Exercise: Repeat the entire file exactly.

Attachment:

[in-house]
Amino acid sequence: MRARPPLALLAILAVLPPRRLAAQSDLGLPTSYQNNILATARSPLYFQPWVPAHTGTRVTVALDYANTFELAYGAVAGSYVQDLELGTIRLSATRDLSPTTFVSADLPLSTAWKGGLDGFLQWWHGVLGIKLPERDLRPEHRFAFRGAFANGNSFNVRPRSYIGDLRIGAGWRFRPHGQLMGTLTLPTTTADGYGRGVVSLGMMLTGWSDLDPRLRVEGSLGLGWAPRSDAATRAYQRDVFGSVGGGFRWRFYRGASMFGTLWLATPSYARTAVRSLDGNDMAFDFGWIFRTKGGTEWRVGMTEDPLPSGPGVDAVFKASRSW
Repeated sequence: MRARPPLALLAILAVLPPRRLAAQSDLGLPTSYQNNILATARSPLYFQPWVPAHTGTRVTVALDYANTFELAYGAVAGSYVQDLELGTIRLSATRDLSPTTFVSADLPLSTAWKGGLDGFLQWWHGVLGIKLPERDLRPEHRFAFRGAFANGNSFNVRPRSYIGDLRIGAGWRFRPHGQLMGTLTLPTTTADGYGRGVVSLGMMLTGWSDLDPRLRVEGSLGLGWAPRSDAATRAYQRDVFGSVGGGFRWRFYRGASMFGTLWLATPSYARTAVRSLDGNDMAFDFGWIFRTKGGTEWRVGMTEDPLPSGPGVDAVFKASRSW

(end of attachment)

[in-house]
Amino acid sequence: MRARPPLALLAILAVLPPRRLAAQSDLGLPTSYQNNILATARSPLYFQPWVPAHTGTRVTVALDYANTFELAYGAVAGSYVQDLELGTIRLSATRDLSPTTFVSADLPLSTAWKGGLDGFLQWWHGVLGIKLPERDLRPEHRFAFRGAFANGNSFNVRPRSYIGDLRIGAGWRFRPHGQLMGTLTLPTTTADGYGRGVVSLGMMLTGWSDLDPRLRVEGSLGLGWAPRSDAATRAYQRDVFGSVGGGFRWRFYRGASMFGTLWLATPSYARTAVRSLDGNDMAFDFGWIFRTKGGTEWRVGMTEDPLPSGPGVDAVFKASRSW
Repeated sequence: MRARPPLALLAILAVLPPRRLAAQSDLGLPTSYQNNILATARSPLYFQPWVPAHTGTRVTVALDYANTFELAYGAVAGSYVQDLELGTIRLSATRDLSPTTFVSADLPLSTAWKGGLDGFLQWWHGVLGIKLPERDLRPEHRFAFRGAFANGNSFNVRPRSYIGDLRIGAGWRFRPHGQLMGTLTLPTTTADGYGRGVVSLGMMLTGWSDLDPRLRVEGSLGLGWAPRSDAATRAYQRDVFGSVGGGFRWRFYRGASMFGTLWLATPSYARTAVRSLDGNDMAFDFGWIFRTKGGTEWRVGMTEDPLPSGPGVDAVFKASRSW